Andy Slavitt, former Acting Administrator of the Centers for Medicare and Medicaid Services, speaks about the proposed cuts to Medicaid in the American Health Care Act, which President Trump’s budget takes into consideration.
WASHINGTON — Ted Cruz has not been known for his conciliatory gestures.
Former House speaker John Boehner, R-Ohio, once dubbed him “Lucifer in the flesh” and said he had “never worked with a more miserable son of a b—-” in his life. But these days, Cruz is trying to be a master of compromise, bringing together his Republican colleagues to come up with a bill to repeal and replace Obamacare.
Cruz and Sen. Lamar Alexander, R-Tenn., met quietly for a steak dinner in February and discussed the need for the party to come together on a repeal bill. Then, as House Republicans scrambled to pass their version of the bill, they convened a small group of senators from all different ideological wings of the Republican Party in Cruz’s office conference room.
The Texas conservative’s pitch: Let’s talk through our differences on Obamacare, so when the House passes the health care hot potato to us, we can draft a bill that works for everyone. Republicans in the Senate have a slim 52-48 majority. Because no Democrats are expected to vote for the legislation, the GOP can only lose two members before the legislation fails.
Gathered in his conference room was “a group that I think really represents the ideological spectrum of the different wings of the party,” Cruz told USA TODAY. “If these six could come together and find common ground then that likely would represent a bill that would have a good chance of passing the (Republican) conference.”
The group included: Cruz and Alexander and Sens. Rob Portman of Ohio, Cory Gardner of Colorado, Mike Lee of Utah, and Tom Cotton of Arkansas.
“He’s trying to get a result,” Alexander told USA TODAY. “And as smart as he is, he can be a real force in making that happen. If we’re able to come to a result in the Republican caucus, I’ll be glad to give him a lot of the credit.”
“Like the entire Republican Conference, Sen. Cruz has been working with his colleagues on crafting legislation that can pass the Senate, drive down costs, and increase the quality of coverage plans available,” Gardner said. “He’s been a team player and should be applauded for that.”
“Team player” is a new role for the junior senator, who has angered his share of Republican lawmakers in the past. In 2013, Cruz led the government shutdown for 16 days in a failed attempt to strip funding from the Affordable Care Act. He also stood on the Senate floor and accused the majority leader of his own party of lying in 2015.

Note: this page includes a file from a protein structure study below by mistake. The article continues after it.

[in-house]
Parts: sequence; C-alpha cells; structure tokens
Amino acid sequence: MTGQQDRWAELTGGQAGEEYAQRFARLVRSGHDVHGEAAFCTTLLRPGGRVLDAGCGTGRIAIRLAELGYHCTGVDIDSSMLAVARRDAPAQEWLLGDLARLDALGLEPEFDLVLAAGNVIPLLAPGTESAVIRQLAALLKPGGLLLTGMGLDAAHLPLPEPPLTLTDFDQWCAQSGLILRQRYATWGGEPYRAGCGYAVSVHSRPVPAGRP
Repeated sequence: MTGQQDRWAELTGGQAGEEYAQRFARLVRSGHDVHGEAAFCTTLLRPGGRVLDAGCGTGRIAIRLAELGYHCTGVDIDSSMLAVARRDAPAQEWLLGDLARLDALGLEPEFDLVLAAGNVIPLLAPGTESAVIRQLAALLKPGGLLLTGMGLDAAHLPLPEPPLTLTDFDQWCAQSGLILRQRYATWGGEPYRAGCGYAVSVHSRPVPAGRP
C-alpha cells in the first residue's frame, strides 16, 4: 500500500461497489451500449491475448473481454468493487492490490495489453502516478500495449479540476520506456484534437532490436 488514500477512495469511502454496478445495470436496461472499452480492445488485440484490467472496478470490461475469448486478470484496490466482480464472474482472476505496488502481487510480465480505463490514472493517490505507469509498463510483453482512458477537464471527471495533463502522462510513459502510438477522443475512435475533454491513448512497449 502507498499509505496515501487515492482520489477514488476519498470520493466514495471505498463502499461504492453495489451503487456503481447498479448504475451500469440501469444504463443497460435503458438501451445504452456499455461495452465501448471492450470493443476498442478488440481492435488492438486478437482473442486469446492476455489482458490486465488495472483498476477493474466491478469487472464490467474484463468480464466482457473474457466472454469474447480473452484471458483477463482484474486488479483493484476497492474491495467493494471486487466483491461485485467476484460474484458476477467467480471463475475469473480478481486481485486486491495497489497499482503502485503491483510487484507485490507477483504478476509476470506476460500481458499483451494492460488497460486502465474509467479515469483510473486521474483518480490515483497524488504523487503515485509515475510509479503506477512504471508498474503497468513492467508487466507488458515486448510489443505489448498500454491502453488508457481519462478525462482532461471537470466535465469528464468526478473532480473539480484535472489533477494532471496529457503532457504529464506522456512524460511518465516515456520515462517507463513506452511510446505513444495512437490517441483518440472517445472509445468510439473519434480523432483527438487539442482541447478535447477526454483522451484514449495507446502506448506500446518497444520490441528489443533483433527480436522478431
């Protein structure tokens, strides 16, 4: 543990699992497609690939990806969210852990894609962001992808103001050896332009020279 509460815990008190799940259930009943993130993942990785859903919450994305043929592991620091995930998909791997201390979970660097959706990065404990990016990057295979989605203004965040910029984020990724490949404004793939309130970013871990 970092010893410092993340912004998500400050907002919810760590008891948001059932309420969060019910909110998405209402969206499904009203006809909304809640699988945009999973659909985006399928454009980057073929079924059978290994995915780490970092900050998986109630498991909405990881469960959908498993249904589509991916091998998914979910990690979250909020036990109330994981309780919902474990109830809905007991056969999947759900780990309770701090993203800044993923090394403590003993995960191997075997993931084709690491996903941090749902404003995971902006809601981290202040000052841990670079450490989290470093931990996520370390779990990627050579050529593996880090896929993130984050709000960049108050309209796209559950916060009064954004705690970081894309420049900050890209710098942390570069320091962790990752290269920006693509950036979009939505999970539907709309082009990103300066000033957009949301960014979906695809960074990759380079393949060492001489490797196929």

When USA TODAY asked Cruz what was behind his new approach to dealing with colleagues, he responded: “Different circumstances call for different strategies.”
“Our role under President Obama was to serve as the loyal opposition … I think we were pretty effective in doing that,” Cruz said. However, “the entire universe changed on Election Day” when Republicans swept both chambers of Congress and the executive branch, and now Republicans have to actually deliver on their promises.
When Cruz ran for the GOP nomination for president in 2016, he didn’t receive his first endorsement from a Senate colleague until early March, and it was from Lee, his close friend and a fellow conservative.
To contrast: Sen. Marco Rubio, R-Fla., another senator running for president, got his first nod of support from Gardner in November 2015 and had more than a dozen Senate endorsements by the time Lee backed Cruz. Sens. Rand Paul, R-Ky., and Lindsey Graham, R-S.C., also each got one Senate endorsement but both dropped out of the race that winter. Cruz did end up getting more Senate support as the race narrowed.
USA TODAY asked Cruz whether his role in health care negotiations could be a first step toward another presidential run in the future. The senator was non-committal.
“My focus is on 2017, we have the potential for this to be the most productive Congress in decades we have the potential for 2017 to be a historic blockbuster year,” Cruz said. “I’m energized and invigorated by the task at hand and there will be plenty of time to consider future races, in future years.”